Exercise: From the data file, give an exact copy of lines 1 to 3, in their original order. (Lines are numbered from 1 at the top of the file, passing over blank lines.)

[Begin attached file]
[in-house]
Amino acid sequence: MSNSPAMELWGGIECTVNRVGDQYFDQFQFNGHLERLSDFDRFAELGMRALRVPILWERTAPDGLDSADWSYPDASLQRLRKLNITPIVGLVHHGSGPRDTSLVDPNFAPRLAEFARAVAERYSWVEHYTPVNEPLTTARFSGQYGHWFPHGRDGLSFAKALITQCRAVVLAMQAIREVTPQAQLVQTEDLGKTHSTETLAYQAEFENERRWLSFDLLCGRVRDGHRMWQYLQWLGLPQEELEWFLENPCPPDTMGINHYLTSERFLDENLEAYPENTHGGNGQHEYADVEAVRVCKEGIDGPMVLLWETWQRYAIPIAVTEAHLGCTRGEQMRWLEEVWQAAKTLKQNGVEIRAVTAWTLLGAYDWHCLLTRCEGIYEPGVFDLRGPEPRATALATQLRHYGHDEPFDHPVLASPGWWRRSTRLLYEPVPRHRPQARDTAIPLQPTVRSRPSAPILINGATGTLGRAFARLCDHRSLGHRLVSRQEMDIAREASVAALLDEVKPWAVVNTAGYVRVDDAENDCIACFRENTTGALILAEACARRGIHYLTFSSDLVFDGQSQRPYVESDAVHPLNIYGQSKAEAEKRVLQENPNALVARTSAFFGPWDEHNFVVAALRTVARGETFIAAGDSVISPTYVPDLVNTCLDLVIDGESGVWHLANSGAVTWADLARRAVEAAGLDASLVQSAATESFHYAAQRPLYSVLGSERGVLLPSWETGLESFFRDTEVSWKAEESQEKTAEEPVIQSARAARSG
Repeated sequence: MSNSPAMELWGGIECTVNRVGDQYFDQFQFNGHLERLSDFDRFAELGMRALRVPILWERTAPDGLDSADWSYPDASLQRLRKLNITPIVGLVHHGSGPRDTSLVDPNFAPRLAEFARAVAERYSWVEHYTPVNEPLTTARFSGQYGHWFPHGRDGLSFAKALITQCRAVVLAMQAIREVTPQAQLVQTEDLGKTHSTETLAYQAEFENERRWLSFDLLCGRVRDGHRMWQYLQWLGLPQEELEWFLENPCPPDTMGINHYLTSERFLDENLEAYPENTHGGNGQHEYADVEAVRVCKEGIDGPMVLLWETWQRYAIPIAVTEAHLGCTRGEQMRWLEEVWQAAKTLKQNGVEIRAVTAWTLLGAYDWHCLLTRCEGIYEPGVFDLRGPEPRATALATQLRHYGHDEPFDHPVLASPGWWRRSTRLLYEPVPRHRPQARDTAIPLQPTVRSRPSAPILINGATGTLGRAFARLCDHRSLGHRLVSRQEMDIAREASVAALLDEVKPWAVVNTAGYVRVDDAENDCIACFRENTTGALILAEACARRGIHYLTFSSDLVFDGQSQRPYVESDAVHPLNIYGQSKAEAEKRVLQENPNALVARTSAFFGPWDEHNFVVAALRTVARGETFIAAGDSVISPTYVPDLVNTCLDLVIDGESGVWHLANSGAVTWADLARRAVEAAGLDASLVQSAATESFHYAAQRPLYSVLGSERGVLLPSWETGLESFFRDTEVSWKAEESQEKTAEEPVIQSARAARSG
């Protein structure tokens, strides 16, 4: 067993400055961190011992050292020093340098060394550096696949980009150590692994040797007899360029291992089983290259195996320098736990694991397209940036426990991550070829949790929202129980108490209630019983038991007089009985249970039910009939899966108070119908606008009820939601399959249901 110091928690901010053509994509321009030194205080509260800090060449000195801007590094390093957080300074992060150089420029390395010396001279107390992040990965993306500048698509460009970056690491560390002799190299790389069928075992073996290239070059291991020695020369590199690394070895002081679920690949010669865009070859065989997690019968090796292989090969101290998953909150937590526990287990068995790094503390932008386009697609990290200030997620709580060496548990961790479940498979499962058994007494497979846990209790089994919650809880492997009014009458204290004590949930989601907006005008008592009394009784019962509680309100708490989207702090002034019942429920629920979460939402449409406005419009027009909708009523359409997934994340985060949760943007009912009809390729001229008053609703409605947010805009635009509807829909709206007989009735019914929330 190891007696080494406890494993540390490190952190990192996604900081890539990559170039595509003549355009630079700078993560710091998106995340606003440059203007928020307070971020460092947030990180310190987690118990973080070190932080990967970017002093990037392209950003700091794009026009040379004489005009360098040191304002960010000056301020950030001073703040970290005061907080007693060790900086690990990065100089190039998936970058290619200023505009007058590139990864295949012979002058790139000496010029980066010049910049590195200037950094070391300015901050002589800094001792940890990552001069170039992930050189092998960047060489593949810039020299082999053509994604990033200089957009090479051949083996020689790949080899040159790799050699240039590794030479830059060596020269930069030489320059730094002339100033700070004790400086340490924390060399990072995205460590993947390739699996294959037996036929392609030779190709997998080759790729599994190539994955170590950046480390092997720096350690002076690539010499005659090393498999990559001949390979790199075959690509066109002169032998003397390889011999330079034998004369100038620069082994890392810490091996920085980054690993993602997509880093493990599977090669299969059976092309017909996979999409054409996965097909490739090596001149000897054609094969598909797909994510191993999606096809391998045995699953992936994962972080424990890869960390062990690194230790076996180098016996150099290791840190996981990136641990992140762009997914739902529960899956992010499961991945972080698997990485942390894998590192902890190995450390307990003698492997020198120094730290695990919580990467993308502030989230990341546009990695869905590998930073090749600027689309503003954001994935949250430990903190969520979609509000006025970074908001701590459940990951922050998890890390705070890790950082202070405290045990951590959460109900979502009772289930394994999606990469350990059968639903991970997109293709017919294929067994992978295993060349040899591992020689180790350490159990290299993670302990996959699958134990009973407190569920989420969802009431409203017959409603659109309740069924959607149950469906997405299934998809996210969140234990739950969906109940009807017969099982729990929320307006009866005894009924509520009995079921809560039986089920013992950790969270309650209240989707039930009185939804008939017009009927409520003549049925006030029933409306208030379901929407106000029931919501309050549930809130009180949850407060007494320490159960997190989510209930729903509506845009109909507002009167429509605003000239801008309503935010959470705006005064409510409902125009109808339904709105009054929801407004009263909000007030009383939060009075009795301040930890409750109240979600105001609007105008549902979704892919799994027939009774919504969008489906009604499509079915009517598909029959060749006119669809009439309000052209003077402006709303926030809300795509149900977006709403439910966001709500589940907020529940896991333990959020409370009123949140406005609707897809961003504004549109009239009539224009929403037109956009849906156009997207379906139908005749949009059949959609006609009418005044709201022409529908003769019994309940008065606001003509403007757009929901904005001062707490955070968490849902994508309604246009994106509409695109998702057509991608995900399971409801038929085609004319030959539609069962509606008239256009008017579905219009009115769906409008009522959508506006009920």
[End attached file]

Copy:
[in-house]
Amino acid sequence: MSNSPAMELWGGIECTVNRVGDQYFDQFQFNGHLERLSDFDRFAELGMRALRVPILWERTAPDGLDSADWSYPDASLQRLRKLNITPIVGLVHHGSGPRDTSLVDPNFAPRLAEFARAVAERYSWVEHYTPVNEPLTTARFSGQYGHWFPHGRDGLSFAKALITQCRAVVLAMQAIREVTPQAQLVQTEDLGKTHSTETLAYQAEFENERRWLSFDLLCGRVRDGHRMWQYLQWLGLPQEELEWFLENPCPPDTMGINHYLTSERFLDENLEAYPENTHGGNGQHEYADVEAVRVCKEGIDGPMVLLWETWQRYAIPIAVTEAHLGCTRGEQMRWLEEVWQAAKTLKQNGVEIRAVTAWTLLGAYDWHCLLTRCEGIYEPGVFDLRGPEPRATALATQLRHYGHDEPFDHPVLASPGWWRRSTRLLYEPVPRHRPQARDTAIPLQPTVRSRPSAPILINGATGTLGRAFARLCDHRSLGHRLVSRQEMDIAREASVAALLDEVKPWAVVNTAGYVRVDDAENDCIACFRENTTGALILAEACARRGIHYLTFSSDLVFDGQSQRPYVESDAVHPLNIYGQSKAEAEKRVLQENPNALVARTSAFFGPWDEHNFVVAALRTVARGETFIAAGDSVISPTYVPDLVNTCLDLVIDGESGVWHLANSGAVTWADLARRAVEAAGLDASLVQSAATESFHYAAQRPLYSVLGSERGVLLPSWETGLESFFRDTEVSWKAEESQEKTAEEPVIQSARAARSG
Repeated sequence: MSNSPAMELWGGIECTVNRVGDQYFDQFQFNGHLERLSDFDRFAELGMRALRVPILWERTAPDGLDSADWSYPDASLQRLRKLNITPIVGLVHHGSGPRDTSLVDPNFAPRLAEFARAVAERYSWVEHYTPVNEPLTTARFSGQYGHWFPHGRDGLSFAKALITQCRAVVLAMQAIREVTPQAQLVQTEDLGKTHSTETLAYQAEFENERRWLSFDLLCGRVRDGHRMWQYLQWLGLPQEELEWFLENPCPPDTMGINHYLTSERFLDENLEAYPENTHGGNGQHEYADVEAVRVCKEGIDGPMVLLWETWQRYAIPIAVTEAHLGCTRGEQMRWLEEVWQAAKTLKQNGVEIRAVTAWTLLGAYDWHCLLTRCEGIYEPGVFDLRGPEPRATALATQLRHYGHDEPFDHPVLASPGWWRRSTRLLYEPVPRHRPQARDTAIPLQPTVRSRPSAPILINGATGTLGRAFARLCDHRSLGHRLVSRQEMDIAREASVAALLDEVKPWAVVNTAGYVRVDDAENDCIACFRENTTGALILAEACARRGIHYLTFSSDLVFDGQSQRPYVESDAVHPLNIYGQSKAEAEKRVLQENPNALVARTSAFFGPWDEHNFVVAALRTVARGETFIAAGDSVISPTYVPDLVNTCLDLVIDGESGVWHLANSGAVTWADLARRAVEAAGLDASLVQSAATESFHYAAQRPLYSVLGSERGVLLPSWETGLESFFRDTEVSWKAEESQEKTAEEPVIQSARAARSG